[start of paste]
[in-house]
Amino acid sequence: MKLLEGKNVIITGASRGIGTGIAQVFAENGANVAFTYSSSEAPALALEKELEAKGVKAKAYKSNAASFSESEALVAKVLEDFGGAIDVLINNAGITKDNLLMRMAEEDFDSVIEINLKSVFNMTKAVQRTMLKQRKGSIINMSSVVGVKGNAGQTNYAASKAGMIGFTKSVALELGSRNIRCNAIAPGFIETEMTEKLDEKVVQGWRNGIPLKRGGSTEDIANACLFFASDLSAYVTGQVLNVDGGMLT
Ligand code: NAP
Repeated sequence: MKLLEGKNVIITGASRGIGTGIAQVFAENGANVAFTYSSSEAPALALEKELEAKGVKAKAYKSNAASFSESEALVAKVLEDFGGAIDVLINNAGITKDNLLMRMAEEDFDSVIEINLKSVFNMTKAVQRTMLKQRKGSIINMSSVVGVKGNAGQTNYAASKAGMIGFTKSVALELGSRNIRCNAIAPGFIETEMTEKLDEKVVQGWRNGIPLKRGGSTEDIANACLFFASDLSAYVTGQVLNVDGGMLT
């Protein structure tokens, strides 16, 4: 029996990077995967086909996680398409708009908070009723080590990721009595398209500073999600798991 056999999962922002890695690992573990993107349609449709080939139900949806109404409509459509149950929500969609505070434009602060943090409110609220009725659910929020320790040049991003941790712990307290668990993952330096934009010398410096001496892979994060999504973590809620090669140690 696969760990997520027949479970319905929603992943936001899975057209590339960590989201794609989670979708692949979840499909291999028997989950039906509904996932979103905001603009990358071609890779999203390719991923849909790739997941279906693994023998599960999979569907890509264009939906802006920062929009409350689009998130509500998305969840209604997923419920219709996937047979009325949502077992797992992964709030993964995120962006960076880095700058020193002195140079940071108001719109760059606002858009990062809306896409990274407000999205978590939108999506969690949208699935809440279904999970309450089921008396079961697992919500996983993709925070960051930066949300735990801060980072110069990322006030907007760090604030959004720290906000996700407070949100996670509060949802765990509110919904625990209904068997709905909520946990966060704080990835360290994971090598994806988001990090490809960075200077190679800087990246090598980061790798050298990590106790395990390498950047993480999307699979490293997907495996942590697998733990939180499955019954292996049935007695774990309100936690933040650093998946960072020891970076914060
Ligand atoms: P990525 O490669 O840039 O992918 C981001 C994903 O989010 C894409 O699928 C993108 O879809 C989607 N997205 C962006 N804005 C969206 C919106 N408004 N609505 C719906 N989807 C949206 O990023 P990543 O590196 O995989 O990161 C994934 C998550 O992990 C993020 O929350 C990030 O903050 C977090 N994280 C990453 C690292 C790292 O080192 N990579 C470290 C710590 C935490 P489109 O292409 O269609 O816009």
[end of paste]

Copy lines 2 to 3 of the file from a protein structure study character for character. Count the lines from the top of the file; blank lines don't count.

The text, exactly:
Amino acid sequence: MKLLEGKNVIITGASRGIGTGIAQVFAENGANVAFTYSSSEAPALALEKELEAKGVKAKAYKSNAASFSESEALVAKVLEDFGGAIDVLINNAGITKDNLLMRMAEEDFDSVIEINLKSVFNMTKAVQRTMLKQRKGSIINMSSVVGVKGNAGQTNYAASKAGMIGFTKSVALELGSRNIRCNAIAPGFIETEMTEKLDEKVVQGWRNGIPLKRGGSTEDIANACLFFASDLSAYVTGQVLNVDGGMLT
Ligand code: NAP